Tawhida Tanya Evanson
Tawhida Tanya Evanson is an Antiguan-Québecoise poet, author and artist from Tiohtià:ke/Montreal. She has published six artist books and her two poetry collections are Bothism (Ekstasis Editions 2017) and Nouveau Griot (Frontenac House 2018). Her first novel, Book of Wings, is forthcoming from Véhicule Press in February 2021. With a 20-year practice in spoken word poetry, she has performed at literary and arts festivals in over a dozen countries, released four studio albums and six videopoems including the award-winning Almost Forgot my Bones. In 2013, she was Poet of Honour at the Canadian Festival of Spoken Word and received the Golden Beret Award for her contribution to the genre. She is program director for Banff Centre Spoken Word and sits on the Board of Directors for The Quebec Writers Federation (QWF). She moonlights as a whirling dervish. www.mothertonguemedia.com
Yes, I read poetry in high school. It was mainly poetry by musicians because I was and still am a heavy music-lover. When I was fifteen, I listened to The Doors day and night and had several books of poetry by Jim Morrison. I still have my copy of Wilderness which contains one of my favourite pieces of his called “Signals.” Later on when I was sixteen, I had to do a high school project on a famous Canadian and my father suggested Leonard Cohen. I had no idea who he was and so it was a fantastic discovery. My project had to be presented creatively outside of the standard essay format. So, I wrote an essay about Leonard Cohen, recorded the text on cassette interspersed with samples of his songs and handed in my first spoken word project. It was 1988 and I still have that cassette.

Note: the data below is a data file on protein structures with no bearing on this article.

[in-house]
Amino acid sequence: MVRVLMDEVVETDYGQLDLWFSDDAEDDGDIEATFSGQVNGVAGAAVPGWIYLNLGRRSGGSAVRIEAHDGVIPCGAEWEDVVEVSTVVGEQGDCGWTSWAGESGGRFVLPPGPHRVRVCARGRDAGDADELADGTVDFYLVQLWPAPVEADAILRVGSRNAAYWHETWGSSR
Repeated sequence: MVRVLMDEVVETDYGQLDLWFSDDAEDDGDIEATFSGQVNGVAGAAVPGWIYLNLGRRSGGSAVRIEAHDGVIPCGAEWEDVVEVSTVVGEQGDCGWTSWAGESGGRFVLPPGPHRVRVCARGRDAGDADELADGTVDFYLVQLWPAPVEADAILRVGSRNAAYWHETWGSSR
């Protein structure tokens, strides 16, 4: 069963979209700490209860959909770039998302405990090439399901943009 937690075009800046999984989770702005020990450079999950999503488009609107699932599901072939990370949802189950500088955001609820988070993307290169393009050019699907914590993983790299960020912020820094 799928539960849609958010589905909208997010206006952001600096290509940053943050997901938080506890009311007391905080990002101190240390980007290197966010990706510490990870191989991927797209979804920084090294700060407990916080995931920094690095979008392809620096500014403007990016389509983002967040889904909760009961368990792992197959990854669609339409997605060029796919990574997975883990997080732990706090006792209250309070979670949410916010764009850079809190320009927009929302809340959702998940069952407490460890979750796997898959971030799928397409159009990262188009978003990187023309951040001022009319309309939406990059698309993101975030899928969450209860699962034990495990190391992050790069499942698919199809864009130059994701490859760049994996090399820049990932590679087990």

I started writing poetry after a very heavy depression put me in the hospital when I was fourteen. A friend from class gave me a journal while I was still in the hospital. I had had other journals before but this one was different. I used it and the poetry I wrote there saved me. Poetry continues to save me to this day. However, it took many years for me to consider myself a poet. I started compiling my work and self-publishing artist books (chapbooks) in 1996 while I was studying English Literature and Creative Writing in university. However, because I was presenting my poetry on the stage as a spoken word artist, it is only after my first studio album in 2004 that I began seeing myself as a poet and not just an occasional writer of poems.
I believe that the job of the poet is to ask questions, reflect the times and predict the future through linguistic and sonic epiphany.
I would choose Guanahani, 11 by Kamau Brathwaite.